Supporting data for Loik et al. 2017 Wavelength-Selective Solar Photovoltaic Systems: Powering greenhouses for plant growth at the food-energy-water nexus. Earth's Future
Loik, Michael (2017), Supporting data for Loik et al. 2017 Wavelength-Selective Solar Photovoltaic Systems: Powering greenhouses for plant growth at the food-energy-water nexus. Earth's Future, UC Santa Cruz, Dataset, https://doi.org/10.7291/D10T0W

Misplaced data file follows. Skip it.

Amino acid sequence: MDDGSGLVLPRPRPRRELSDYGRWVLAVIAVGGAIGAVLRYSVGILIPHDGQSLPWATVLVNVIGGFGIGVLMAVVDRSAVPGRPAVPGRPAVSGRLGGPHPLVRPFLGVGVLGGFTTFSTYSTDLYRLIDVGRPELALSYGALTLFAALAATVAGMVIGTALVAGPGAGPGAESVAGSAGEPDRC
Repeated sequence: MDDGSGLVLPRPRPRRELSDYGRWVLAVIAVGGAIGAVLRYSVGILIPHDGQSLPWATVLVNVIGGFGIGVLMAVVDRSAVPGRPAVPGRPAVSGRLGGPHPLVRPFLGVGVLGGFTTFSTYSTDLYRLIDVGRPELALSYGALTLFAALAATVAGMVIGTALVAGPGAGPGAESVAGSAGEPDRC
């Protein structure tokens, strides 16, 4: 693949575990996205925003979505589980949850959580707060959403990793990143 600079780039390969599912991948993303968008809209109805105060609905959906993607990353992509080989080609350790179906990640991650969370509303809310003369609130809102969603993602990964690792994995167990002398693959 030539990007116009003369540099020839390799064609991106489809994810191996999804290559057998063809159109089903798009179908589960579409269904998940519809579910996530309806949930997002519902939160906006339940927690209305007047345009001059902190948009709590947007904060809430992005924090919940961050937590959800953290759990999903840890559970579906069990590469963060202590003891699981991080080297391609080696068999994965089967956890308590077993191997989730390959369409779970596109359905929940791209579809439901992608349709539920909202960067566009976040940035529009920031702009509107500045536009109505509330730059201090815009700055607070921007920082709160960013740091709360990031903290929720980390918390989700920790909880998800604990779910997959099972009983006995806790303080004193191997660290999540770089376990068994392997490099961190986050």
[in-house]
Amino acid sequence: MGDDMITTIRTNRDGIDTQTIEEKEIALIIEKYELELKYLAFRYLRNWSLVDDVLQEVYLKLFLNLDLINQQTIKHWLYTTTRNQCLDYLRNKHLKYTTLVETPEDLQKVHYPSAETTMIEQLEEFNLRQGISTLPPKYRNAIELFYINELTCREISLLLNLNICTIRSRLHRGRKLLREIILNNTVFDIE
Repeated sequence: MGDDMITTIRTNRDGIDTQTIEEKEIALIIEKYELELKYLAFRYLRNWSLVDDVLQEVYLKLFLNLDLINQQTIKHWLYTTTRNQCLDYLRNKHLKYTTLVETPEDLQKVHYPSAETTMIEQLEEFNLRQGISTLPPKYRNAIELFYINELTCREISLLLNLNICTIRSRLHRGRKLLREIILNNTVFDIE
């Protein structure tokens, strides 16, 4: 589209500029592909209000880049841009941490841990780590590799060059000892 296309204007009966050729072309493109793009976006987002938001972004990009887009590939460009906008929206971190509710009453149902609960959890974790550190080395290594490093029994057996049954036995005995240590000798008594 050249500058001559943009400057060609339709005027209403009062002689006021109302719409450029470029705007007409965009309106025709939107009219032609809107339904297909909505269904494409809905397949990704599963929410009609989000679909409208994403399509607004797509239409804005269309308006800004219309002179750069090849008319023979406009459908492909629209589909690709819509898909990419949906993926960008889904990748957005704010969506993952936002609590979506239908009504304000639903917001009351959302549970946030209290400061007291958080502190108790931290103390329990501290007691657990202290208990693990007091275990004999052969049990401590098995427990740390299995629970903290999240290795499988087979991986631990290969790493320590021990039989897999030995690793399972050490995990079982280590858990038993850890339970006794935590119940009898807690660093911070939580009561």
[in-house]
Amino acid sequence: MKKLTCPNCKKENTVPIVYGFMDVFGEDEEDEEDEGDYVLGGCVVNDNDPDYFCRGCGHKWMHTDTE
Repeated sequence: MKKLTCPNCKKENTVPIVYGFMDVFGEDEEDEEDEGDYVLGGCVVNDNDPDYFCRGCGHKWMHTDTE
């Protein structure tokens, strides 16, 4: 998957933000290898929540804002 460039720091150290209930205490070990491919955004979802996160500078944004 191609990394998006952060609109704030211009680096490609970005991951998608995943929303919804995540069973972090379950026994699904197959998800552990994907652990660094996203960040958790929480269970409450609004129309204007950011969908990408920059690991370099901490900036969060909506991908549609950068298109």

Global renewable electricity generation capacity has rapidly increased in the past decade. Increasing the sustainability of electricity generation and the market share of solar photovoltaics (PV) will require continued cost reductions or higher efficiencies. Wavelength-Selective Photovoltaics (WSPVs) combine luminescent solar cell technology with conventional Silicon-based PV, thereby increasing efficiency and lowering the cost of electricity generation. WSPVs absorb some of the blue and green wavelengths of the solar spectrum but transmit the remaining wavelengths that are utilized by photosynthesis. WSPVs are ideal for integrating electricity generation with glasshouse production, but it is not clear how they may affect plant development and physiological processes. The effects of tomato photosynthesis under WSPVs showed a small decrease in water use, whereas there were minimal effects on the number and fresh weight of fruit for a number of commercial species. Although more research is required on the impacts of WSPVs, they are a promising technology for greater integration of distributed electricity generation with food production operations, as building-integrated solar facilities, or as alternative to high-impact PV for energy generation over agricultural or natural ecosystems.